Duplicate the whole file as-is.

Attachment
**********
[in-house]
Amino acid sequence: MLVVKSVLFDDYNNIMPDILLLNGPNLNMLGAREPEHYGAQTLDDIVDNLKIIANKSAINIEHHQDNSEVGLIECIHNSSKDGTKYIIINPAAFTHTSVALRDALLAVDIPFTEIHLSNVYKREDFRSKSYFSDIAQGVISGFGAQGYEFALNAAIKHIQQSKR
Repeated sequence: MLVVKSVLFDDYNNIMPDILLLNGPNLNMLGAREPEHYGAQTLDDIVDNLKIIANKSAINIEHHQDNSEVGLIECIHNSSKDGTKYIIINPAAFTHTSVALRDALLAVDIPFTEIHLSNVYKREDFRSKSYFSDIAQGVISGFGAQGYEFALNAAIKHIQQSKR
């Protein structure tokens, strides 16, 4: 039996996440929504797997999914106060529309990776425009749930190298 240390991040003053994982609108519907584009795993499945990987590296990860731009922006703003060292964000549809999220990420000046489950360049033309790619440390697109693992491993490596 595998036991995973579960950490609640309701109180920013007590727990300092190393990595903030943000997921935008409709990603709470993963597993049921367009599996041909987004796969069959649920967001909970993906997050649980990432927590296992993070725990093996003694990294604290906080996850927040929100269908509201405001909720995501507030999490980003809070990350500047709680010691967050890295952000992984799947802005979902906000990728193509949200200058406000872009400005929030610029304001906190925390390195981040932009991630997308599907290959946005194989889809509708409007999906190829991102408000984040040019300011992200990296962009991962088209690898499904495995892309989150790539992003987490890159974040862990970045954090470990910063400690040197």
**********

[in-house]
Amino acid sequence: MLVVKSVLFDDYNNIMPDILLLNGPNLNMLGAREPEHYGAQTLDDIVDNLKIIANKSAINIEHHQDNSEVGLIECIHNSSKDGTKYIIINPAAFTHTSVALRDALLAVDIPFTEIHLSNVYKREDFRSKSYFSDIAQGVISGFGAQGYEFALNAAIKHIQQSKR
Repeated sequence: MLVVKSVLFDDYNNIMPDILLLNGPNLNMLGAREPEHYGAQTLDDIVDNLKIIANKSAINIEHHQDNSEVGLIECIHNSSKDGTKYIIINPAAFTHTSVALRDALLAVDIPFTEIHLSNVYKREDFRSKSYFSDIAQGVISGFGAQGYEFALNAAIKHIQQSKR
């Protein structure tokens, strides 16, 4: 039996996440929504797997999914106060529309990776425009749930190298 240390991040003053994982609108519907584009795993499945990987590296990860731009922006703003060292964000549809999220990420000046489950360049033309790619440390697109693992491993490596 595998036991995973579960950490609640309701109180920013007590727990300092190393990595903030943000997921935008409709990603709470993963597993049921367009599996041909987004796969069959649920967001909970993906997050649980990432927590296992993070725990093996003694990294604290906080996850927040929100269908509201405001909720995501507030999490980003809070990350500047709680010691967050890295952000992984799947802005979902906000990728193509949200200058406000872009400005929030610029304001906190925390390195981040932009991630997308599907290959946005194989889809509708409007999906190829991102408000984040040019300011992200990296962009991962088209690898499904495995892309989150790539992003987490890159974040862990970045954090470990910063400690040197």